As our economies begin to emerge from the worst economic crisis in living memory and the prospect of a more stable economic future appears on the horizon, one thing above all else is starting to spook investors: inflation.
Massive government borrowing to sustain global economies during the pandemic is expected to drive inflation for years to come, completely transforming the low—or even negative—inflation paradigm that has governed our investment choices over the last few years. Now, as we return to growth, there is a big bill is due to be paid.
But what does that mean for investors?
Where should you put your money?
As is often the case, there will be winners and losers. Overall, the stock market tends to perform better during periods of low inflation. Although many stocks have a reasonable chance of keeping pace with inflation, others—like high-dividend-paying stocks and fixed-rate bonds—tend to get hammered in inflationary times.
While investors can initially expect to ride the inflation wave, with the rate now predicted by many economists to surpass 3.5% to 4%, worries about rising wages and their potential pressure on margins will soon begin to kick in.
Inflation has a knock-on effect throughout the economy. Rising prices impact the cost of living, the cost of doing business, borrowing money, mortgages, corporate and government bond yields, and every other facet of the economy.
Consequently, investors need to start planning for the longer term, moving away from quick wins to instead turn to more stable ways to store their wealth in a volatile economy.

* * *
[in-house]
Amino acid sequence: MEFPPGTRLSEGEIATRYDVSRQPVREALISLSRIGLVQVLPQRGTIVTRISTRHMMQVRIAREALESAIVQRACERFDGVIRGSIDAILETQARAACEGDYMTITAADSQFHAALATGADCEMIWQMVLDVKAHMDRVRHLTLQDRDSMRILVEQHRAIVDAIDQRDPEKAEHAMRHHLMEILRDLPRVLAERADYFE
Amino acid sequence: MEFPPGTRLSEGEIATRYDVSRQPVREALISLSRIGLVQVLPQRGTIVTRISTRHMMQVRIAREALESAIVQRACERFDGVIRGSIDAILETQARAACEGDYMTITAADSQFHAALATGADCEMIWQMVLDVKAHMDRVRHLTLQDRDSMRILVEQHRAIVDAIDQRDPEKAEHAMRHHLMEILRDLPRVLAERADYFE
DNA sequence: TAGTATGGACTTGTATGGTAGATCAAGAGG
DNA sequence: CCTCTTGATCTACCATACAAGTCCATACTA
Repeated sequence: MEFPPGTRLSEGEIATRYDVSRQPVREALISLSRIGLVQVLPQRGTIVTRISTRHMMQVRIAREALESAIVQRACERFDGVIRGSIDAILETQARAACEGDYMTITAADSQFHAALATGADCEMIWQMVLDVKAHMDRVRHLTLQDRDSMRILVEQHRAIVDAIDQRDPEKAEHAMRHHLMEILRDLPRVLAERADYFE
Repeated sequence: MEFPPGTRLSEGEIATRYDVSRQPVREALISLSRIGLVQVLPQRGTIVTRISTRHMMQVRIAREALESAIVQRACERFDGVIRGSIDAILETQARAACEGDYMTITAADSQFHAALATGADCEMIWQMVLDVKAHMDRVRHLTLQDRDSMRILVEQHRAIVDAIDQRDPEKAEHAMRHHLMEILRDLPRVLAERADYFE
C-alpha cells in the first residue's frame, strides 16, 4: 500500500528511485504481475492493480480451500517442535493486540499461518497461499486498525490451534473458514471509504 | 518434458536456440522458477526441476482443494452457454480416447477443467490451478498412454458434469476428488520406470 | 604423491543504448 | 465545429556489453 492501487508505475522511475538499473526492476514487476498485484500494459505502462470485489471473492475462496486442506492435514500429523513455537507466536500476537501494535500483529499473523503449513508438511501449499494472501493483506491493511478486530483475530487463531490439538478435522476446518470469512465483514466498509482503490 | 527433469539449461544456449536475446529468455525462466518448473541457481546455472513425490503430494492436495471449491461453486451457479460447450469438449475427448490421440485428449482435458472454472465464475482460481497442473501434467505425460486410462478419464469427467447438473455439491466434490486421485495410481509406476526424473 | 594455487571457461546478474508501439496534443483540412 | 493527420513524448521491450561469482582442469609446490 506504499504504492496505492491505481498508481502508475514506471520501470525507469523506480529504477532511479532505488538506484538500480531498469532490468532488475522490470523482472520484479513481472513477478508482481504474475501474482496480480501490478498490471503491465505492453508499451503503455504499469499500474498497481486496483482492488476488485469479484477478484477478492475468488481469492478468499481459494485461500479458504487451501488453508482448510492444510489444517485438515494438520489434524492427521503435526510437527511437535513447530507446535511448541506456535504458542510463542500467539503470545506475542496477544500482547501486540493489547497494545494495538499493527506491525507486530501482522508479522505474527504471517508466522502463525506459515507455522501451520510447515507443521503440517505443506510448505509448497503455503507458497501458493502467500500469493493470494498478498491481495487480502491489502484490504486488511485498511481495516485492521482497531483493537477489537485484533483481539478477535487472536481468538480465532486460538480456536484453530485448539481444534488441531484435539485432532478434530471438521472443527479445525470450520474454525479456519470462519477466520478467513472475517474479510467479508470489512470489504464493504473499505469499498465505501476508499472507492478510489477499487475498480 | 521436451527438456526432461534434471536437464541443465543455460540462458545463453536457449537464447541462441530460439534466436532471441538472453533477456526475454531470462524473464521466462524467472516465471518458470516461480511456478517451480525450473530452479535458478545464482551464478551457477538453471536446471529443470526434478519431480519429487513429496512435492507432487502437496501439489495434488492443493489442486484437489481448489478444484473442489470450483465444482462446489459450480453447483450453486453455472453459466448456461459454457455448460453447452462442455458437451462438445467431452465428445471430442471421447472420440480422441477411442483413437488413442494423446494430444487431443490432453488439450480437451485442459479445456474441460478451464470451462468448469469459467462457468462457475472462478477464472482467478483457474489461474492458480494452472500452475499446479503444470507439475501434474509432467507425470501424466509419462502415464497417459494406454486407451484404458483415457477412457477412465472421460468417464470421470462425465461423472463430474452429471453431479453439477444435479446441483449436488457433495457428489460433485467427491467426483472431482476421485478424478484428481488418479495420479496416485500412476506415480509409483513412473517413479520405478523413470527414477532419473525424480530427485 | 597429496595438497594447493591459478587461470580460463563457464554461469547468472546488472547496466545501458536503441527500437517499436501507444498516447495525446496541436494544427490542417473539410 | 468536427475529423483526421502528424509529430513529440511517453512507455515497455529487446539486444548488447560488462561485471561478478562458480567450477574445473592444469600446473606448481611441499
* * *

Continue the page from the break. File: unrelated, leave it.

Turning to tangible assets
A common approach to hedge against inflation is to turn to tangible, asset-backed investments.
When a currency is having problems—as it does when climbing inflation decreases its buying power—tangible assets can offer investors a safer store for their wealth. For centuries, the leading haven has been gold. Investors tend to go for the gold during inflationary times, causing its price to rise on global markets.
As a store of value, gold has of course been far better than currency. But that doesn’t mean gold always makes a good hedge against inflation. When inflation rises, central banks tend to increase interest rates as part of monetary policy, which can cause significant volatility in the gold markets.
The price of gold is not set so much by supply-demand dynamics as it is by the fluctuations in investor sentiment. And, as investor sentiment often revolves around inflation expectations, the correlation between the CPI (Consumer Price Index) and the price of gold is often weak. In fact, from the beginning of 1980 to the beginning of 2000, the price of gold dropped more than 40% while the CPI rose almost 120%.
Consequently, investors seeking to protect themselves against inflation should look beyond traditional assets: and that’s where investing in whisky casks could make the difference between a portfolio that’s vulnerable to the impact of inflation and one that’s protected against it.
Wealth and whisky
Investing in whisky casks offers several advantages compared to traditional investments, such as stocks and shares, particularly in inflationary times. As the value of whisky casks is not directly tied to any financial markets, it is not as significantly affected by economic volatility. As an asset backed tangible investment, supply and demand plays an important role, with investors purchasing a tangible commodity which they will own and be able to sell on when the time is right. The value of whisky casks is largely determined by its age and brand and tends to increase at a steady rate over time, irrespective of the wider economic situation.
It’s hard to predict the real impact that inflation will have on our investments, and on the wider economy over the next few months. But we do know that it’s coming. In the current climate, inflation-hedged asset classes should be an important part of any diversified portfolio.
This may be the ideal moment to invest in whisky casks.